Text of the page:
It was spend, spend, spend in Britain in October as retail sales surged by 1.9 percent from the previous month.
Clothing flew off the racks as the weather turned colder and people were not scared to splash out on Halloween related items.
Consequently, annual sales growth was the highest in over 14 years, jumping 7.4 percent from October last year.
And it was not just increased footfall in the stores as internet orders saw their strongest growth in five years – up by 26.8 percent from a year earlier.
Online spending increased by 26.8% in Oct 16 compared with Oct 15, biggest year on year rise since 2011 https://t.co/aUbuZnxet4— ONS (@ONS) November 17, 2016
Sales volume is often volatile month to month, and clothing is particularly sensitive to the weather. But even for the three months to October as a whole sales rose 5.9 percent from last year.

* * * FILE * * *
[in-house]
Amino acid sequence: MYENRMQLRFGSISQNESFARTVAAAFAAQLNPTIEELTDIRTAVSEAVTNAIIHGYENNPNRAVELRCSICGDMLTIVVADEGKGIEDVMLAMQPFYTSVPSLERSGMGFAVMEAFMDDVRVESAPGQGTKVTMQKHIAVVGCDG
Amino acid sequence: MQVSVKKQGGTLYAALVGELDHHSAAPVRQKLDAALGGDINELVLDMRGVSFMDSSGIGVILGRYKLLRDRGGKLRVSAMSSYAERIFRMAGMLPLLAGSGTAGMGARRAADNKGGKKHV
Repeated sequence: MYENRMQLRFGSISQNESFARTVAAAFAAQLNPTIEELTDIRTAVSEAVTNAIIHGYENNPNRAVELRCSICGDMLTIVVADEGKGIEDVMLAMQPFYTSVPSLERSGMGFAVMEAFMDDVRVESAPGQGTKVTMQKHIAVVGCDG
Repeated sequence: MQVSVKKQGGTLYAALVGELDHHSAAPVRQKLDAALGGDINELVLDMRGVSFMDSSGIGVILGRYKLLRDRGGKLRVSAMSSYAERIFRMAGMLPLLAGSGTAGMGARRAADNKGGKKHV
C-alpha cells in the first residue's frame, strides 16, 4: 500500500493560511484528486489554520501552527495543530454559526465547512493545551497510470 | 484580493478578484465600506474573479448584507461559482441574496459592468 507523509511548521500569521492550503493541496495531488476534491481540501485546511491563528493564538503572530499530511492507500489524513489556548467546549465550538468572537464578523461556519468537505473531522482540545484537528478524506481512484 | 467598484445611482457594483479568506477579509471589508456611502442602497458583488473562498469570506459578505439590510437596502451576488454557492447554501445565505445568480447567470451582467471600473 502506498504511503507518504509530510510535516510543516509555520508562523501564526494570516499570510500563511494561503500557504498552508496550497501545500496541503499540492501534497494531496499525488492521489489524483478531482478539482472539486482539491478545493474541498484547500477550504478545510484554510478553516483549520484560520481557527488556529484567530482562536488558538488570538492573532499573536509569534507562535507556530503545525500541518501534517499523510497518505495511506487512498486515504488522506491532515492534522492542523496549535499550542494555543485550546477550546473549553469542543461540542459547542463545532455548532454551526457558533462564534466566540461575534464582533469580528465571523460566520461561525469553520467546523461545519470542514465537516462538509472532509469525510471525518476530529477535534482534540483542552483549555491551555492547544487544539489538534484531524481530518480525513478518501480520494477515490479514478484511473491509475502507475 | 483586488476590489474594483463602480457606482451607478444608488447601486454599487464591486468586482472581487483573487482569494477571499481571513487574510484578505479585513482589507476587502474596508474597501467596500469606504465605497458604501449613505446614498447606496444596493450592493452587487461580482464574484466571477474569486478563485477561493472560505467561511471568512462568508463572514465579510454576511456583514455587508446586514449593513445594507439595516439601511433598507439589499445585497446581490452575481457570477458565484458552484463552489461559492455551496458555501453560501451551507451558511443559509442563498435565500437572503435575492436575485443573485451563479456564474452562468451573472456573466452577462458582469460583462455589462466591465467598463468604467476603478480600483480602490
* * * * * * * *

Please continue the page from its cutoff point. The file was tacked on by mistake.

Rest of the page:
Commenting on today’s official retail figures, Kate Davies, ONS Senior Statistician, said: pic.twitter.com/weoSlh8A4a— ONS (@ONS) November 17, 2016
However the Bank of England and many other economists do not think the sales surge can last as rising prices will reduce Britons’ disposable income.
In a survey of households published one day before the retail sales statistics were released respondents expressed the greatest concern about price rises in nearly two and a half years.